The Government's Wired Up Communities programme has received a welcome boost following a significant donation from Tiny Computers, writes Marc Ambasna-Jones.
The donation comprises £250,000 worth of software, including over 9,000 packages of GCSE revision material, entertainment titles, general knowledge and graphic design tools.
The software is destined for households in Manchester, Suffolk and Birmingham that are participating in the Wired Up Communities programme. The project aims to "bridge the digital divide" by introducing technology to people in some of the country's most deprived areas. It links people to a local community Web site and government services, as well as giving families an opportunity to learn together at home.
The Government has already invested £10m in the initiative, and a further £5m will be made available through the national E-Learning Foundation. School children in the target areas will be provided with their own computing devices, ensuring that every child gets individual access to IT.
"Wired Up Communities will help bridge the gap between those with access to modern technology and those without," said Michael Wills, minister for learning and technology. "Access to IT in some of the most disadvantaged homes in Britain will close the digital divide and help overcome barriers to economic regeneration. Wills welcomed the Tiny donation. "It will introduce participating households to a wide variety of computer packages, which they can explore from the comfort of their homes. This will enable them to develop their IT skills and is a real example of how families in the Wired Up Communities can enhance their lives using new technology," he said.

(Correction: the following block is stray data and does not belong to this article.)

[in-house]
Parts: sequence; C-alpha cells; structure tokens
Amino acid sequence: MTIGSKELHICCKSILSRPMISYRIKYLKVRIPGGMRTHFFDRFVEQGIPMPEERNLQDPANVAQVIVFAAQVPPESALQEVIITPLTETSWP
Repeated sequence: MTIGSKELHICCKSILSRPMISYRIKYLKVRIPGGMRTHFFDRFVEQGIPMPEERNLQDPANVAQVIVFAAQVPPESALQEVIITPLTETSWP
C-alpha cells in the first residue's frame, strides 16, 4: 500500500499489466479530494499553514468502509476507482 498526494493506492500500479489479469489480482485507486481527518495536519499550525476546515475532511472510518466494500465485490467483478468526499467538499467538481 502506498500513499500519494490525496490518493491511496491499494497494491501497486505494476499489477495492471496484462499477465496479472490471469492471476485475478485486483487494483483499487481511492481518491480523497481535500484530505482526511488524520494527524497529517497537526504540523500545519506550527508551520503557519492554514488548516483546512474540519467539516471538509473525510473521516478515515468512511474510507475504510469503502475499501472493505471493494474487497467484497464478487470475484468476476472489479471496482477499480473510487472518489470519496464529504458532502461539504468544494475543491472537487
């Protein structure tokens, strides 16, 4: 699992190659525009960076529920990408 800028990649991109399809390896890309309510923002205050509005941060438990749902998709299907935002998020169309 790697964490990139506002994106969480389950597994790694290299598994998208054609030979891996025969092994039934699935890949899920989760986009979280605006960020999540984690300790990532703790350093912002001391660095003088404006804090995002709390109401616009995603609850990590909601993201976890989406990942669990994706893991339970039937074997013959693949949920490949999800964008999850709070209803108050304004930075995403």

The Wired up Communities initiative was announced in April 2000 with the intention of connecting 14,000 homes in seven pilot areas to the Internet using a wide range of technologies. It aims to bridge the gap that exists between those who have access to technology and those who do not.
The capital expenditure from government funding is for infrastructure, either for hardware (PCs or set-top boxes), or for connectivity (broadband cabling, satellite provision). The software donation is an added bonus for the scheme, which has yet to budget for applications.
- The initiative provides Internet access and IT-based learning and entertainment for communities where income is low
- Although the project has state funding, this is for hardware and communications technology such as ADSL. Additional donations, particularly software are welcome
- Tiny's software donation covers a wide variety of topics for both children and adults. The project is about getting the entire family to learn about IT.